Agents’ licences revoked over unremitted Sh1b air ticket fee
By Dominic Omondi | April 14th 2019
An insurance company is seeking to recover close to Sh1 billion from air ticketing agents after they failed to remit fees for tickets they sold on behalf of airlines.
The mass default has seen the licence of about 20 air ticketing agents revoked by the International Air Transport Association (IATA) after investigations revealed that some of them may have pocketed the cash instead of remitting it to IATA, an umbrella for global airlines.
IATA, which is the insured, lodged the claim under a type of cover known as default insurance cover that they have had taken with Saham Assurance Kenya. According to the Insurance Regulatory Authority (IRA), ticketing agents are expected to remit certain amounts of monies for every ticket purchased from them to IATA after 15 days for onward forwarding to respective airlines. The travel agents are the policyholders.
“This is to ensure that IATA’s interests are taken care of. They (IATA) expect their accredited agents to get cover to assure them that even if the agent defaults in making the remittances, IATA does not suffer losses,” Noella Mutanda, head corporate communications at IRA, told Weekend Business in a past interview.
Some of the affected ticketing agents belong to close relatives of a senior government official who owe the insurer - Saham - millions of shillings.
Saham Assurance - which religiously paid the money as soon as it fell due by more than 15 days - continues to hunt down the rogue travel agents.
“They cannot do ticketing because immediately they were found to have engaged in fraud, IATA revoked their licences,” said a source involved in the recovery of the money who did not want to be named.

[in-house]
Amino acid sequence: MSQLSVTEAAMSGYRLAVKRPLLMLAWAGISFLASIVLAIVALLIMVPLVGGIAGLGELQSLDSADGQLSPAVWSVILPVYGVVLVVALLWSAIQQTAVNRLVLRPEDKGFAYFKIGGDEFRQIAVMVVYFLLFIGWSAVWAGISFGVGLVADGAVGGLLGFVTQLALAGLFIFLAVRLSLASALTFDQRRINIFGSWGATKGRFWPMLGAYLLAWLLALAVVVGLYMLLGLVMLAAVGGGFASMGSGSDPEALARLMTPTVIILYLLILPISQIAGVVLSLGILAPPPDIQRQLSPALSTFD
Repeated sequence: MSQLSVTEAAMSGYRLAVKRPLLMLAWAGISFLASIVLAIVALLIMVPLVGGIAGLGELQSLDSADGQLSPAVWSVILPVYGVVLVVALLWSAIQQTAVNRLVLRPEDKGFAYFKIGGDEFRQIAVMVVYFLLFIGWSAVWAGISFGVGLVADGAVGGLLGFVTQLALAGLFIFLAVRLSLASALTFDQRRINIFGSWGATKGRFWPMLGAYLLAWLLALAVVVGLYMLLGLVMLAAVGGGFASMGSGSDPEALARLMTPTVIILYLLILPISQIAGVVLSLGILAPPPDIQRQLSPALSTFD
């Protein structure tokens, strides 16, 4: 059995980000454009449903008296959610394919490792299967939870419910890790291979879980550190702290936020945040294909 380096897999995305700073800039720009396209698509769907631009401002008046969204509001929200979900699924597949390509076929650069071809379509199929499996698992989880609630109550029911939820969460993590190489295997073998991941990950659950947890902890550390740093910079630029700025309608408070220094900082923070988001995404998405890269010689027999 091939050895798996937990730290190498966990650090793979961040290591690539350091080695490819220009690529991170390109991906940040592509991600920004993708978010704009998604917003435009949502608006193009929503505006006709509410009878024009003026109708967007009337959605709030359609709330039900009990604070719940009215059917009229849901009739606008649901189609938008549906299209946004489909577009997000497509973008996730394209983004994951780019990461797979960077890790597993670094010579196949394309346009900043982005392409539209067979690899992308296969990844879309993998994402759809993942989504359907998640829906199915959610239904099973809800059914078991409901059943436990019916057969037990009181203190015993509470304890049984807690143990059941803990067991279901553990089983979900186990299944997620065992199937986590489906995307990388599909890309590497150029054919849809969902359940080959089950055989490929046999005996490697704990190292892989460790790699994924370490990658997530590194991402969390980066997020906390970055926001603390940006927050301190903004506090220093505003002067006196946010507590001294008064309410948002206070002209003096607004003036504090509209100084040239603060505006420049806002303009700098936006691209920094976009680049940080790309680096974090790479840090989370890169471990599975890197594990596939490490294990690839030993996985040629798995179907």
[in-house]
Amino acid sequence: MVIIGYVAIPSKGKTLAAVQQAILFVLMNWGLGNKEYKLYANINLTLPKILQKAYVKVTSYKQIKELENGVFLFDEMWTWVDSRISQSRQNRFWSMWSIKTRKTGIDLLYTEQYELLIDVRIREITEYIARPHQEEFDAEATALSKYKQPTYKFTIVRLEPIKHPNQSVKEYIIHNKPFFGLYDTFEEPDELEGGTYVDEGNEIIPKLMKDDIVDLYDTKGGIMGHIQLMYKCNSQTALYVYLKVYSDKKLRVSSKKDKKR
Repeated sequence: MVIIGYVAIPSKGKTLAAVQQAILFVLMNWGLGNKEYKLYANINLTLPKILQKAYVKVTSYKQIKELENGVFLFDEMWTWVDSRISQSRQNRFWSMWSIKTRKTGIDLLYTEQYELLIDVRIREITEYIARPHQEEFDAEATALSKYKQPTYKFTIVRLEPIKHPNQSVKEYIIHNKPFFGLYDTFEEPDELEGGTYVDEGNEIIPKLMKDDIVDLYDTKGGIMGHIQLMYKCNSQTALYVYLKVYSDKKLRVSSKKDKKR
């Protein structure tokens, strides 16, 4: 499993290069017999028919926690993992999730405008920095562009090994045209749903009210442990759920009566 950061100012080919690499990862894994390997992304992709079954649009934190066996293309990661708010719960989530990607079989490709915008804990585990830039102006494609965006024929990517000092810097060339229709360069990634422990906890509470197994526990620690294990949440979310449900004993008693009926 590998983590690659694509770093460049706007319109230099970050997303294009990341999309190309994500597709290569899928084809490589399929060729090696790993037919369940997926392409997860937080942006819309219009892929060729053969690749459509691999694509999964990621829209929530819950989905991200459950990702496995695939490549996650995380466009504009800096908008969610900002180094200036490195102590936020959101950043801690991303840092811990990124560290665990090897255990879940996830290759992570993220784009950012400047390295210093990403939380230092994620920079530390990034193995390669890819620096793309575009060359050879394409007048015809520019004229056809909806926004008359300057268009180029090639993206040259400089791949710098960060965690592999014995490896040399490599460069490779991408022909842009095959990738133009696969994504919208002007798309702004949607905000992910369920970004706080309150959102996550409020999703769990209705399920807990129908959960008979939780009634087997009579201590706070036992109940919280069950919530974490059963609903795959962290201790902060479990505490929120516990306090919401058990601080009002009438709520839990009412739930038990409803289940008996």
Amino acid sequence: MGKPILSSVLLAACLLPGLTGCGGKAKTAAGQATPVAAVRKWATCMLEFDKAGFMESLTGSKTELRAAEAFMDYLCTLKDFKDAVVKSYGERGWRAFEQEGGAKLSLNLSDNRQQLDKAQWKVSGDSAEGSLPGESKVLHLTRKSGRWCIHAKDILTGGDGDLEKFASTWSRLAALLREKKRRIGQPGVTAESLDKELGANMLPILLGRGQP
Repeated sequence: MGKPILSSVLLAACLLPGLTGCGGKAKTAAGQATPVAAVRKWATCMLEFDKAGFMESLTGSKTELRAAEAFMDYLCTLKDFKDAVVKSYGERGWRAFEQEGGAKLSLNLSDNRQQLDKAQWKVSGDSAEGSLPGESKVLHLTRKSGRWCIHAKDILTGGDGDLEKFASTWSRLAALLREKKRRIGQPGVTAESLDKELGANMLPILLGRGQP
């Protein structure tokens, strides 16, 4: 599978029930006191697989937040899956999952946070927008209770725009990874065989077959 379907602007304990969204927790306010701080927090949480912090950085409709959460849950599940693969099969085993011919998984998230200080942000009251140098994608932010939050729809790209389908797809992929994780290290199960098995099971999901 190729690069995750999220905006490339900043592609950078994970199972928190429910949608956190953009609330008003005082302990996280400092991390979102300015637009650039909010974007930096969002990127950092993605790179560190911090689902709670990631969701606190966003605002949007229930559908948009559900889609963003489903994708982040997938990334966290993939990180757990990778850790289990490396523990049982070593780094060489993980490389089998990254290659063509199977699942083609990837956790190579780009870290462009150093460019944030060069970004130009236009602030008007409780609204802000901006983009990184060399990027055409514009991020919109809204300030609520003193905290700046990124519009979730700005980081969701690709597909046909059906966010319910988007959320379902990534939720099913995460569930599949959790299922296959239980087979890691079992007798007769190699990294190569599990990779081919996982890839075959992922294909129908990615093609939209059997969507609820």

One of the agents owes Saham as much as Sh260 million. The second highest defaulter owes the insurer, which is part of Sanlam Group, Sh31 million followed by two others with debts of Sh21.9 million and Sh20 million respectively.
The unremitted amount has risen by 318 per cent since 2016 when it stood at Sh239 million, according to a report by the regulatory body - IRA.
Saham has since hired a debt collector to try and recover the money. A source said some agents had since been blacklisted even as others opted for a resolution through the court.
Kenya Association of Travel Agents (KATA) Nicanor Sabula said he was not certain what the cause for defaults was. “I suspect non-payment by government departments could be the cause,” he said
Kenya Association of Travel Agents (KATA) Chief Executive Nicanor Sabula said while the cause of the mass default by the ticketing agents could point to outright fraud, it could also be as a result of non-payment by clients, mainly State agencies.
Following massive defaults by ticketing agents, IATA in 2016 made some changes in its payment cycles, requiring air-ticketing agents to remit their money in 15 days.
Initially, air-ticketing agents were permitted up to 30 days to remit their money to the airlines’ body making it possible for travellers to book their air-ticket on credit.
“Effective September 1, 2016, the credit period enjoyed by IATA accredited air-ticketing agents will be reduced to 15 days from the current 30 days,” KATA told its members in a notice at the time.
The notice went on to explain that agents who failed to meet the payment deadline would see them declared as defaulters and denied facilities to issue tickets.
The notice, which was signed by Mr Sabula, advised corporate entities and government departments to make necessary adjustments as “existing credit terms for air tickets would be discarded in favour of cash payments.”
“Consequently, in order to protect the industry from a crisis arising from potential massive defaults, existing credit terms for air tickets will be discarded in favour of cash payments,” said Sabula.
Travel agents have also been accused of playing a part in Kenya Airways’ loss by overcharging the premium on ticket prices to the airline’s corporate clients, making its tickets non-competitive in the market. A report by audit firm Deloitte gave an example in which in 2014 and 2015, travel agents overcharged corporate clients by $312,650 (Sh31.3 million).
The insurance sector has been roiled by massive frauds. However, most of them go undetected. According to a report released earlier this year by audit firm KPMG, while Kenya had a low volume of fraudulent claims detected-18-when compared to Tanzania’s 104, it had the highest number of undetected fraud cases in the region.
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